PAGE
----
] and the Netherlands [5
] where most parents do not want their child to receive more than two injections per visit, so if a new vaccine were then to be introduced into the schedule, it would most likely require either (a) concomitant administration with the existing vaccinations during these HCP visits or (b) additional office visits for vaccination. Based on the survey responses, parents seem to balance, relatively equally, two primary factors against each other: the wish to ensure that the child receives the necessary vaccinations vs. the desire to avoid too much discomfort at any given office visit.
This survey has revealed that any theoretical “overworking” of a child’s immune system resulting from too many vaccines at once is only a concern for 38 % of parents, and such a view among parents about this topic was even less of an issue than the HCPs’ perceptions of such parental concern. This contrasts with German parents, of whom only 21 % were worried about overloading their child’s immune system [8
]. However, a majority of HCPs perceived the main reason for parents choosing not to vaccinate their child was the belief that the vaccines may be unsafe and could trigger serious long-term diseases, but over 91 % of German parents trust that recommended vaccines are safe [6
]. Yet, HCPs are ideally positioned to understand the clinical data demonstrating vaccine safety and efficacy and to therefore provide reassurance and strong recommendations for a vaccine to the parents.
Finally, using the currently relevant example of an upcoming new vaccine, even while some parents may have been confused about which vaccines their children have already received, this survey revealed that even a brief, objective education of the parents on this vaccine-preventable disease could significantly increase their likelihood of adoption of a new vaccine. Furthermore, a nearly equal number of parents would be in favor of additional, separate office visits to accommodate the new vaccinations as would be the number of parents who would wish to keep the current number of office visits and administer the new vaccine concomitantly with those currently on the schedule.
It should be noted that this survey has a number of limitations. This questionnaire included realistic, but hypothetical, scenarios, and it is not possible to ascertain whether parents or HCPs would actually follow through with their stated intentions. As with any survey, our findings may be influenced by the recall bias and response bias of the surveyed individuals. This may result in a possible tendency of some survey participants to overstate their experience or interest in a desire to please the surveyor. Finally, our online survey involved parents and HCPs with internet access, implying a higher socioeconomic and educational level; this potential selection bias might impact the generalizability of our result to the whole population, although our data are consistent with those of an internet-based survey of German parents [6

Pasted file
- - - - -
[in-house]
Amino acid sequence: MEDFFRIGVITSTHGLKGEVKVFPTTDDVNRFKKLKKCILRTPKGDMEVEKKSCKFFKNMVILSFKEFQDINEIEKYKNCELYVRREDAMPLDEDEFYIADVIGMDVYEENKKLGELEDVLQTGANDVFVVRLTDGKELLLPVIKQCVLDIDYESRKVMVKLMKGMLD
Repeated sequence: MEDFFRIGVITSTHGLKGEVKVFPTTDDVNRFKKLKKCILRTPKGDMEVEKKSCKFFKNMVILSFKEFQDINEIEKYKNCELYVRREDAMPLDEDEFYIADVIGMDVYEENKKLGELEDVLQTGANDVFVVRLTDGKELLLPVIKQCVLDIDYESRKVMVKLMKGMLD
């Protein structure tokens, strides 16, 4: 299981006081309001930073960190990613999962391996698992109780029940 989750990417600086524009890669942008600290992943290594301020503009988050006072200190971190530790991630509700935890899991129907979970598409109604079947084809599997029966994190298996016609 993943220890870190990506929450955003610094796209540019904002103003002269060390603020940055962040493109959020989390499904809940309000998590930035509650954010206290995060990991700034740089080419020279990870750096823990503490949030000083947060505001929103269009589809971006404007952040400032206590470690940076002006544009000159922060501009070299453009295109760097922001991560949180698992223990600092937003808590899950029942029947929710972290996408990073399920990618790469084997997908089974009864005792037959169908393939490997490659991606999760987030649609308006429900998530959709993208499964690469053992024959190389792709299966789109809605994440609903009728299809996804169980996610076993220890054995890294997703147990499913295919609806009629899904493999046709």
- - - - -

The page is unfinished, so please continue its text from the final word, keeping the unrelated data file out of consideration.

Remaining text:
]. The survey of highly educated Dutch parents indicated that their unwillingness to accept new vaccines was due to lack of education about them [5
In conclusion, these survey findings suggest that a population-wide effort to improve global awareness of a specific vaccine-preventable disease would be required for any successful vaccine initiative, and these data may be useful for public health officials and policy makers as they update existing infant immunization schedules to accommodate new vaccines. Notably, both HCPs and the public in general seem to be open to the introduction of new vaccinations (especially for those that help to protect against diseases with a high degree of severity or mortality) and their inclusion on the immunization calendar, even if it requires co-administration with current vaccines or introduction of new office visits. However, not only would public disease awareness campaigns be helpful to achieve widespread acceptance of changes to vaccination schedules, but also HCPs would ideally provide disease education to their patients’ parents to accompany their strong professional recommendations for a new vaccine.